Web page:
941 words - 4 pages complexities of our species. Even though culture includes many elements, I will discuss one of Hofstede's Cultural Dimensions, Individualism, and explain how it creates a high or low context culture. Hofstede claimed there are five important dimensions seen in each culture, which include Power Distance Index, Individualism, Masculinity, Uncertainty Avoidance Index, and Long-Term Orientation. The one I find most important is Individualism, which is the

Cultural and Diversity Advertisement

1081 words - 4 pages There are many different nations in which their citizens have their own language and way of living life but the United States of America is unique because of its diversity of citizens. And for this reason America is called a “melting pot” because it has a variety of citizens who are of different ethnicity and they each have their own culture and languages, and all these people are living in a single united nation. Coca-Cola has created an

Connection Between Existential Psychotherapy and Ethnicity in Family Therapy

1901 words - 8 pages ETHNICITY IN FAMILY THERAPYAlan ValenzuelaPsy637 Principles of Psychotherapy: Cultural CompetenciesFebruary 12, 2007"The ability to conduct psychotherapy effectively with ethnically diverse populations is becoming increasingly important given the changing demographic of this country" (Cardemil & Battle, 2003). According to Cardemil and Battle, they estimate that "by 2050, non-Hispanic Caucasian Americans will constitute approximately 50% of

Internet and Cultural and Historical Diversity of Style in Composition

3098 words - 12 pages Internet and Cultural and Historical Diversity of Style in Composition The technological revolution of the late twentieth century has arguably caused some of the greatest changes in the global society. Few realize the full effects of the computer age. The Internet in particular has brought the corners of the world closer together. Even in the most remote areas of the globe, such as Katmandu, one can see an advertisement for e-mail

Family Therapy: Concepts and Methods

1051 words - 4 pages The following essay answers three questions that I have chosen in an essay format1. Discuss the purpose of informed consent and confidentiality in counseling relationships. Discuss the legal restrictions to confidentiality and how clients might be educated about these issues.IntroductionIt has been noted that when entering into а counseling relationship with а minor, the circumstances involved need to be closely considered. Some

Increasing Cultural Competence in the Field of Speech-Language Pathology

1205 words - 5 pages students how to be aware of different cultures, they don’t necessarily teach students how to handle them as they come. This lack of cultural competency poses a problem and in turn hinders a speech-language pathologist’s ability to provide equal, appropriate and accessible services for groups affected by speech and language impediments. Therefore, speech-language pathologists must increase their cultural competence in different cultures and be

Cultural competence can change personal perceptions and attitudes

902 words - 4 pages . Furthermore, practitioners must have the skills to work effectively with individuals different from one’s self (NASW, 2008). Beck, Scheel, De Oliveira, and Hopp, (2013) realized that there was a lack of cultural competence in the university’s curriculum. Beck and his colleagues set up a program that taught students how to help clients with challenges when accessing medical care. The research method Beck and his colleagues devised were to survey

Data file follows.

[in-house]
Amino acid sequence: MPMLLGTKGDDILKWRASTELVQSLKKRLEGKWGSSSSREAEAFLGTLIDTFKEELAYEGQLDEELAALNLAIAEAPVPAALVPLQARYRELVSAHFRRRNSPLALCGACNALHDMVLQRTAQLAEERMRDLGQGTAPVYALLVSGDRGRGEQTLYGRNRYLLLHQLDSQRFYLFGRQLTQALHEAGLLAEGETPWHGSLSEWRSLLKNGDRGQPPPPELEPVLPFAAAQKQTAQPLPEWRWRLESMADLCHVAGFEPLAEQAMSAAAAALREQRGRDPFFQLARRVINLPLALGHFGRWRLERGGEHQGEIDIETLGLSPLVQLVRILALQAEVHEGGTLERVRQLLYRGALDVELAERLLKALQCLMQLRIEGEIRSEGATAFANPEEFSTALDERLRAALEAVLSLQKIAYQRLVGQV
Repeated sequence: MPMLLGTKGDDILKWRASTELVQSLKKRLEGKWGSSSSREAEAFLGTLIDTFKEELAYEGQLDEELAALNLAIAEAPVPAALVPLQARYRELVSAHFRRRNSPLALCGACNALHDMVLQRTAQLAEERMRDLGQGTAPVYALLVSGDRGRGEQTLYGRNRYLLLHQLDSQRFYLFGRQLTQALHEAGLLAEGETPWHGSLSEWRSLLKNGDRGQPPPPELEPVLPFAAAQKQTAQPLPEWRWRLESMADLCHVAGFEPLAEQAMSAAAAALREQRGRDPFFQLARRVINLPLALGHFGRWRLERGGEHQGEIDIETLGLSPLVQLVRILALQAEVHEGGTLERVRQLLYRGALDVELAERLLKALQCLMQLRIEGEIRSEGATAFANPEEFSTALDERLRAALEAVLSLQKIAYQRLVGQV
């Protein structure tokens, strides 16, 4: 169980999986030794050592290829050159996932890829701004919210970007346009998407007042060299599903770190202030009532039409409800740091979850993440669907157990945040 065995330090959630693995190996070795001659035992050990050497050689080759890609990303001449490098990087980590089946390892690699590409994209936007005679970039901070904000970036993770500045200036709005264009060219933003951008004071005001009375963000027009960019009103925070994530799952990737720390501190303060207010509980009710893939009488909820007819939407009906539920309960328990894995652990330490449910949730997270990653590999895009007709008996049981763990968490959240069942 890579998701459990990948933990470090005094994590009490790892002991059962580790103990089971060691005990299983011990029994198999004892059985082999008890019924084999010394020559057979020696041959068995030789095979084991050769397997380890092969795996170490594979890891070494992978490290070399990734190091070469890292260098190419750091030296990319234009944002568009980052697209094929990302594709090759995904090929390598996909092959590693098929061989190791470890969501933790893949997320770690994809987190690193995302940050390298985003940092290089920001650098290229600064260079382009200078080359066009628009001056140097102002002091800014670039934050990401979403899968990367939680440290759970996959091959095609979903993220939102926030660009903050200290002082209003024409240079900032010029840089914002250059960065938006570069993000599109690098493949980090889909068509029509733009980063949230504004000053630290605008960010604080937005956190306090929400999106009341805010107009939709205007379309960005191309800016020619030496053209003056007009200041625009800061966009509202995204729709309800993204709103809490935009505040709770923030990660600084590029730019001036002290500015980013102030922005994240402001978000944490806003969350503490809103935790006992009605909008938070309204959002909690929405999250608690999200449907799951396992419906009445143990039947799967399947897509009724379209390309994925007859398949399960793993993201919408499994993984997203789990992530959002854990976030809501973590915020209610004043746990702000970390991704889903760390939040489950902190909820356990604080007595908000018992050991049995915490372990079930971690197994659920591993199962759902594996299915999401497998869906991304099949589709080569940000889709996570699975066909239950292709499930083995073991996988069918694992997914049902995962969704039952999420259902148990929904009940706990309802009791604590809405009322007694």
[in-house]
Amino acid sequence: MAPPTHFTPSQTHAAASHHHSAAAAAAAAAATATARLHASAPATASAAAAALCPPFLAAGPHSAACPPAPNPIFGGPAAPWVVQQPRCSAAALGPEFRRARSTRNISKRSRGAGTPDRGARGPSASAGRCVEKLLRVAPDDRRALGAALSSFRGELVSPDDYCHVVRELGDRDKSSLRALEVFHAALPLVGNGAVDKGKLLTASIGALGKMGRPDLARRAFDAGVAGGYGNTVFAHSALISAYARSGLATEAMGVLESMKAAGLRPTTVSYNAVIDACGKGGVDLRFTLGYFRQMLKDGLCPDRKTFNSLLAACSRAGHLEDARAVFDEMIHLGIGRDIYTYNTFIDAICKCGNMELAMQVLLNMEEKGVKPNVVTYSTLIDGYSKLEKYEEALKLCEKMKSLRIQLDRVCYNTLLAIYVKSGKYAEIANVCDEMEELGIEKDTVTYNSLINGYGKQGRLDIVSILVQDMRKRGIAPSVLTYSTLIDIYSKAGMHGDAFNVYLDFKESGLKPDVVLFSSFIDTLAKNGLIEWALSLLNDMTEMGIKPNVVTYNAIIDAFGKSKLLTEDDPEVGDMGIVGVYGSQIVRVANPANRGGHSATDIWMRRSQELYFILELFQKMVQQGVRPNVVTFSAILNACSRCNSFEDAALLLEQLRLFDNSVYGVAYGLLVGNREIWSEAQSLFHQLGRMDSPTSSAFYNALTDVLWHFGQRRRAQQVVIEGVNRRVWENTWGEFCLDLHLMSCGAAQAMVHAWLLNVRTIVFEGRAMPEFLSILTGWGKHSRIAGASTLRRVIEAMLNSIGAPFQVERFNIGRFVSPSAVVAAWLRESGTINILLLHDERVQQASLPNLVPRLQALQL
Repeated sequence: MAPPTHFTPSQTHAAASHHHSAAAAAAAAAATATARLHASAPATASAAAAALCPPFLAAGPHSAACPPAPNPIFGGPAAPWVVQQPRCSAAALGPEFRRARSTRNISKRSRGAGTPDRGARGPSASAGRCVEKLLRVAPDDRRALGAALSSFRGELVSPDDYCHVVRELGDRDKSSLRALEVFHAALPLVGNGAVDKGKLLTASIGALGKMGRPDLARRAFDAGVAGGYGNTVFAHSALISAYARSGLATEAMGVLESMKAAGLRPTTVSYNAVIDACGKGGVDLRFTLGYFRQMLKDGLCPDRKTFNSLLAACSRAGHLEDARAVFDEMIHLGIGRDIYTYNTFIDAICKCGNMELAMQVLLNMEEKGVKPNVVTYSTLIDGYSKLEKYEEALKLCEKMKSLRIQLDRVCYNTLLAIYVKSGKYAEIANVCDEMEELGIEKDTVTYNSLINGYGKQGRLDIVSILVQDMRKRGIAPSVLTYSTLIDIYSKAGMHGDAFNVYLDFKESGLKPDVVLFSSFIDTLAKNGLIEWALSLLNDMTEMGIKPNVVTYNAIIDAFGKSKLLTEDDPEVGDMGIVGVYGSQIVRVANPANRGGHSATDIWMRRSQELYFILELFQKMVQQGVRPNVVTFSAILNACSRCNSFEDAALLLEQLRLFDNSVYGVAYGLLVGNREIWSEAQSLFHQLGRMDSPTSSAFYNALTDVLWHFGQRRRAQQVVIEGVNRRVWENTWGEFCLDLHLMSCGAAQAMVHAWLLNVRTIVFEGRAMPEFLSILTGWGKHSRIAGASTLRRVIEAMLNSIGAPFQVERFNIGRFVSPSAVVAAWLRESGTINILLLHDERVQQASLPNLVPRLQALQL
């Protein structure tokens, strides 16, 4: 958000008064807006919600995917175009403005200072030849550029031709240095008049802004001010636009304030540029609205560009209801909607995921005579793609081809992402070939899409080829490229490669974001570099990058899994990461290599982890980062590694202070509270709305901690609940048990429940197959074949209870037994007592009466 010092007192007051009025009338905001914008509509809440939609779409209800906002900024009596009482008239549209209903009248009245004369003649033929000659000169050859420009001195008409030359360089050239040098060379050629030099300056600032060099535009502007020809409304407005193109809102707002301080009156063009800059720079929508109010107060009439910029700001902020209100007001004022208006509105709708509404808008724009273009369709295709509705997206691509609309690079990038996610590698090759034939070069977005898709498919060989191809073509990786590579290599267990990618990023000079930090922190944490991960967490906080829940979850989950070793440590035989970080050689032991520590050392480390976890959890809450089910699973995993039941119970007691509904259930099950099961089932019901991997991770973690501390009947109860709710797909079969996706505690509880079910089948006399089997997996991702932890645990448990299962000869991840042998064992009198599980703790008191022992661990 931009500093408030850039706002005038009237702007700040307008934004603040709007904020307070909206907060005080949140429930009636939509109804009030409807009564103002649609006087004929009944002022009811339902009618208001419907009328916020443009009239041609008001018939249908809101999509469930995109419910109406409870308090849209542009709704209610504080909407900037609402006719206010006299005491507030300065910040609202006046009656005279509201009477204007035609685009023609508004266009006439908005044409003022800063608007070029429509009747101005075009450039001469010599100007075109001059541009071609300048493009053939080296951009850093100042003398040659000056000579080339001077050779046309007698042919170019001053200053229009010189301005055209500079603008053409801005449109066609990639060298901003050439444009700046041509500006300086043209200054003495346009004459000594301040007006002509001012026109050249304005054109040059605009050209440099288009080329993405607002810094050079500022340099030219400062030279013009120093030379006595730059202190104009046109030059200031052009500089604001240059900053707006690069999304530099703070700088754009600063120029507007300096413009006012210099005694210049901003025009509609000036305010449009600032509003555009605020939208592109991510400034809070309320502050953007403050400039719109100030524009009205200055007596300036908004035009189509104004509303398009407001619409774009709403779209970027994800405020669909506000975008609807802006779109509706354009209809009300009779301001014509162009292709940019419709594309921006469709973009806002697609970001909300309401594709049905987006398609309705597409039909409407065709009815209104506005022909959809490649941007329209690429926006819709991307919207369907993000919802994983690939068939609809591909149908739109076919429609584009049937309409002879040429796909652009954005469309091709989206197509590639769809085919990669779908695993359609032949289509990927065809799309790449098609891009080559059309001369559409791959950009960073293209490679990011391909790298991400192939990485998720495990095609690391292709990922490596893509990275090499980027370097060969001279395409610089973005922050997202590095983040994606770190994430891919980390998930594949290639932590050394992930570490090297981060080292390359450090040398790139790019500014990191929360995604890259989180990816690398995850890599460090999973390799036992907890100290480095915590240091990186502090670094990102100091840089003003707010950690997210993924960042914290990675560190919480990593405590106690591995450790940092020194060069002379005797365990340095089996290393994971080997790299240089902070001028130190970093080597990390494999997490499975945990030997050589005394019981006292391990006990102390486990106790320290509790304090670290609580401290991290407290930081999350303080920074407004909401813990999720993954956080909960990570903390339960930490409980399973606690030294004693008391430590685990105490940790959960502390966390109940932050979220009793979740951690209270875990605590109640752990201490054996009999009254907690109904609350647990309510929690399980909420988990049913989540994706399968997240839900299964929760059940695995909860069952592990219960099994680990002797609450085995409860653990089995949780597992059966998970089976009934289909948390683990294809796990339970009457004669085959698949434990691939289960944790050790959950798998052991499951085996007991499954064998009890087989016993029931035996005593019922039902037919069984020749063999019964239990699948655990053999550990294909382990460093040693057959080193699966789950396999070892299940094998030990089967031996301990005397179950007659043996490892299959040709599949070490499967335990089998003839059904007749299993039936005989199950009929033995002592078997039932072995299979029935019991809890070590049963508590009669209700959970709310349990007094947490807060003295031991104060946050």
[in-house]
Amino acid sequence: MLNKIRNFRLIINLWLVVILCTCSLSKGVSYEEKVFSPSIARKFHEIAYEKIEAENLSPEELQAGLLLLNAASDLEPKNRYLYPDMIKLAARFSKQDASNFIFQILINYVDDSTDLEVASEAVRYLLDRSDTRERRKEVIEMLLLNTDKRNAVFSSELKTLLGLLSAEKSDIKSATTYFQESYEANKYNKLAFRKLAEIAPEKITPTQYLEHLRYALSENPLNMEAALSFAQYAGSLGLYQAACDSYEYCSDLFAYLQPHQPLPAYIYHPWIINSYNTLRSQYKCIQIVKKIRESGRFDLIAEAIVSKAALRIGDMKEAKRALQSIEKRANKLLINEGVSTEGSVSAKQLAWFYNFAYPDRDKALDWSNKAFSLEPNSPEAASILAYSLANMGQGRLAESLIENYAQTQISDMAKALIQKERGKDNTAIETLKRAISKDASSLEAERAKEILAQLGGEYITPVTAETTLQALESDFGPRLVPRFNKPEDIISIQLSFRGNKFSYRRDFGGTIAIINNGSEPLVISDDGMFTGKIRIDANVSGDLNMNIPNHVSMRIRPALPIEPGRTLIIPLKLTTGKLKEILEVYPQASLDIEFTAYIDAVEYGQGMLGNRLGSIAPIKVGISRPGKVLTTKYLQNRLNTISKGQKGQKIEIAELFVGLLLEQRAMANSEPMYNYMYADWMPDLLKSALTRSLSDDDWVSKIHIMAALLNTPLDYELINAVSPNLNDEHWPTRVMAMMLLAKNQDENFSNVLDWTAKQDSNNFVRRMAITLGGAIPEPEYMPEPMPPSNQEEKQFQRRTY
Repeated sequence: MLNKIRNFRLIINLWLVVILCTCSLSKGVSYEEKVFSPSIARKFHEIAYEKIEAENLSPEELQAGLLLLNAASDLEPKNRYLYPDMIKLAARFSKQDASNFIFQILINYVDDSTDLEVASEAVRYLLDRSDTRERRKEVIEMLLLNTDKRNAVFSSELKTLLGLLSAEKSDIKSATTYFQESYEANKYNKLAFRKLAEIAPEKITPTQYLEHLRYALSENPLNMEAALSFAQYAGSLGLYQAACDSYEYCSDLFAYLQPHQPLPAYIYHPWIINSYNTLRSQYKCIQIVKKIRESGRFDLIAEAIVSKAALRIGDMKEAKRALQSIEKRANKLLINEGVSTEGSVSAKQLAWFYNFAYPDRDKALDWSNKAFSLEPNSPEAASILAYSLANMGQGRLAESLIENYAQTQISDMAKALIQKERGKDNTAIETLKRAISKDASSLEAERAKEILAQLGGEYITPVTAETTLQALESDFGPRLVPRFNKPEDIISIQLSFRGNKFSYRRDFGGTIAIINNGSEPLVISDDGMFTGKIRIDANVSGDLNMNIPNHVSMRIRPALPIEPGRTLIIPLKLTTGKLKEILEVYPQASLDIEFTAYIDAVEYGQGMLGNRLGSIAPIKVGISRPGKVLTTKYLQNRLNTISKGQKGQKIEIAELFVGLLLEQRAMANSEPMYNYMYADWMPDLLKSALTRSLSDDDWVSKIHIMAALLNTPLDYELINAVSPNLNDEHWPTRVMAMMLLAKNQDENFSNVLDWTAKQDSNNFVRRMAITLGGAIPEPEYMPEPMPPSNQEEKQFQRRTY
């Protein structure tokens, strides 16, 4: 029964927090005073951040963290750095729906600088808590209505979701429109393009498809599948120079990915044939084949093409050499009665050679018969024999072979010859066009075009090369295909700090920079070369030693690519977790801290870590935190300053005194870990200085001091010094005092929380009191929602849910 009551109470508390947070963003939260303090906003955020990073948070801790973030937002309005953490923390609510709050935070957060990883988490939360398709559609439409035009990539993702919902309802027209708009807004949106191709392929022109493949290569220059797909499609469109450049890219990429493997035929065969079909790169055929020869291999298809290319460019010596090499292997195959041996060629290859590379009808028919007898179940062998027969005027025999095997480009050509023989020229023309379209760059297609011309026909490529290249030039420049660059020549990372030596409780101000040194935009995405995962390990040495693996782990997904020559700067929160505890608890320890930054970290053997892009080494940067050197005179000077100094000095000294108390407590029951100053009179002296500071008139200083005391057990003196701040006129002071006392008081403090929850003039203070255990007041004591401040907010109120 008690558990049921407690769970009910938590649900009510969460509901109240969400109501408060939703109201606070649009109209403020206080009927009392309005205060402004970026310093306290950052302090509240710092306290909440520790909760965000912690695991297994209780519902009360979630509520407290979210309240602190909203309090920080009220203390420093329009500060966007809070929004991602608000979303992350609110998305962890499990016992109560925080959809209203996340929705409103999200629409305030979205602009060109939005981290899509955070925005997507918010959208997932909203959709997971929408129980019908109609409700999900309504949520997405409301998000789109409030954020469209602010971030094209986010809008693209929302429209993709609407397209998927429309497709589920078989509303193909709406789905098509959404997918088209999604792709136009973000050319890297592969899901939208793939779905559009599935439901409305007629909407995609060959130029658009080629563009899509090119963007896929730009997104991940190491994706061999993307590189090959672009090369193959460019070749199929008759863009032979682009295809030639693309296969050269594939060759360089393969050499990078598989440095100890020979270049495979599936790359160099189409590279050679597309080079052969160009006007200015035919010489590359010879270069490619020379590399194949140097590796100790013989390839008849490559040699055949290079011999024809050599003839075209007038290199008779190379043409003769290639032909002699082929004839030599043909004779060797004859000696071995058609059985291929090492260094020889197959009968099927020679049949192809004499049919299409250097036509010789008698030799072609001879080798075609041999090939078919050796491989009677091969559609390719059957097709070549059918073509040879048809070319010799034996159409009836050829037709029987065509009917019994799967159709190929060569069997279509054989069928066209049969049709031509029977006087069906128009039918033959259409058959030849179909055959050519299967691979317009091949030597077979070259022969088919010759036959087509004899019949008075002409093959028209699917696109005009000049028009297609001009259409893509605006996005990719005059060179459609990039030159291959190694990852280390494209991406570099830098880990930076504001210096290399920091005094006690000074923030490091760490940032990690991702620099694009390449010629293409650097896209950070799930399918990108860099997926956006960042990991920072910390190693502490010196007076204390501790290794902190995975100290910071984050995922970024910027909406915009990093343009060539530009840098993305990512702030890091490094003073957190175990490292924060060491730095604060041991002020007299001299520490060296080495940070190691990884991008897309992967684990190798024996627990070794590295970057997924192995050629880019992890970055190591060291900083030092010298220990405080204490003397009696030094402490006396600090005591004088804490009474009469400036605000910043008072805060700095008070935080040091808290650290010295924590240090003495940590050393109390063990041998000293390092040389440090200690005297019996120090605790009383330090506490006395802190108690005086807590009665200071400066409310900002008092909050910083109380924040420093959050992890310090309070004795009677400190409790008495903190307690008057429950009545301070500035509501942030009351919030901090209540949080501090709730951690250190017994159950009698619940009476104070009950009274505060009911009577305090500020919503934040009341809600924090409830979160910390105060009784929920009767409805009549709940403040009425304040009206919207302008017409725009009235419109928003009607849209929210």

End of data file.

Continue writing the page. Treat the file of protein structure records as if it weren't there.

Similar Essays

Cultural Competence In Counseling Essay

697 words - 3 pages Cultural Competence in Counseling Case Study: Jia The case study involves Jia, a 21-year-old Asian American female who immigrated to the United States from China at a young age. The counselor is a 54-year-old Multiracial American who grew up as a foster child living with numerous cultures throughout her life. Cultural Differences between Client and Counselor Many cultural differences lie amid the client and the counselor. The client grew up

Cultural Competence And The Disabled Essay

882 words - 4 pages individuals of all walks of life regardless of their race, ethnicity, spiritual beliefs, gender, or sexual preference. Embracing diversity and being culturally competent in our thoughts and interactions makes us stronger, more aware, and more compassionate as members of the human family. CULTURAL COMPETENCE AND THE DISABLED 5 References Dreachlin, J., Gilbert, M., & Malone, B. (2013). Diversity and Cultural Competence in Health Care: A

Narrative Therapy And Family Therapy Essay

1687 words - 7 pages Research Question Why is externalising a central technique in narrative therapy today, and what are the limitations and successes of this technique? Research The research complied for this report was gathered from various Journals dedicated to the discourse surrounding the practices of narrative therapy and family therapy. Search terms used to collect relevant articles were ‘narrative therapy’, ‘Michael White’ and ‘externalising’. The

Cultural Competence And Patient Care Outcomes

2149 words - 9 pages explain the procedure in Spanish. The interrupter arrives a short time later. The interrupter explains to the patient that he is there to help explain the procedure in his native language. Sally has had cultural diversity training and she has been taught not to avoid direct eye contact. She also learned that family may be actively involved with the patient’s care. She asks for the wife to sit next to him so she can explain the